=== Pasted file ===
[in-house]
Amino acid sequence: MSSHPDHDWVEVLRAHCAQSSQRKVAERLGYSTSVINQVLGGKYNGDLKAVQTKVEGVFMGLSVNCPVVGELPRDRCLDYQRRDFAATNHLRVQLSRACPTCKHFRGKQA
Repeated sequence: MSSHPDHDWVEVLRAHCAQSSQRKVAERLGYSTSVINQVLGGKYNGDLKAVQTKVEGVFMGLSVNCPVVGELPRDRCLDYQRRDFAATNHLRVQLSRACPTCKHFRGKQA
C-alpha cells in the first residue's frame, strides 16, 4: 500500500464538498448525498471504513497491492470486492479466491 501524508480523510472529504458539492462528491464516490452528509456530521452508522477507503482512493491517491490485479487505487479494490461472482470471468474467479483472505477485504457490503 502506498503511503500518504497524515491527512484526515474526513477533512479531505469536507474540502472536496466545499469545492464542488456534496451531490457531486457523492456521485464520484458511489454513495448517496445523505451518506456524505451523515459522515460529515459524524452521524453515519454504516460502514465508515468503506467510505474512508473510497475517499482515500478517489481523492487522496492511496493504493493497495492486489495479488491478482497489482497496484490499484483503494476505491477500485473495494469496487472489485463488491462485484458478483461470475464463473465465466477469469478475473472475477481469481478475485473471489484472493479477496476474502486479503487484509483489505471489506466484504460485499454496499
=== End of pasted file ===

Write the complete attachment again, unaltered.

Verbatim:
[in-house]
Amino acid sequence: MSSHPDHDWVEVLRAHCAQSSQRKVAERLGYSTSVINQVLGGKYNGDLKAVQTKVEGVFMGLSVNCPVVGELPRDRCLDYQRRDFAATNHLRVQLSRACPTCKHFRGKQA
Repeated sequence: MSSHPDHDWVEVLRAHCAQSSQRKVAERLGYSTSVINQVLGGKYNGDLKAVQTKVEGVFMGLSVNCPVVGELPRDRCLDYQRRDFAATNHLRVQLSRACPTCKHFRGKQA
C-alpha cells in the first residue's frame, strides 16, 4: 500500500464538498448525498471504513497491492470486492479466491 501524508480523510472529504458539492462528491464516490452528509456530521452508522477507503482512493491517491490485479487505487479494490461472482470471468474467479483472505477485504457490503 502506498503511503500518504497524515491527512484526515474526513477533512479531505469536507474540502472536496466545499469545492464542488456534496451531490457531486457523492456521485464520484458511489454513495448517496445523505451518506456524505451523515459522515460529515459524524452521524453515519454504516460502514465508515468503506467510505474512508473510497475517499482515500478517489481523492487522496492511496493504493493497495492486489495479488491478482497489482497496484490499484483503494476505491477500485473495494469496487472489485463488491462485484458478483461470475464463473465465466477469469478475473472475477481469481478475485473471489484472493479477496476474502486479503487484509483489505471489506466484504460485499454496499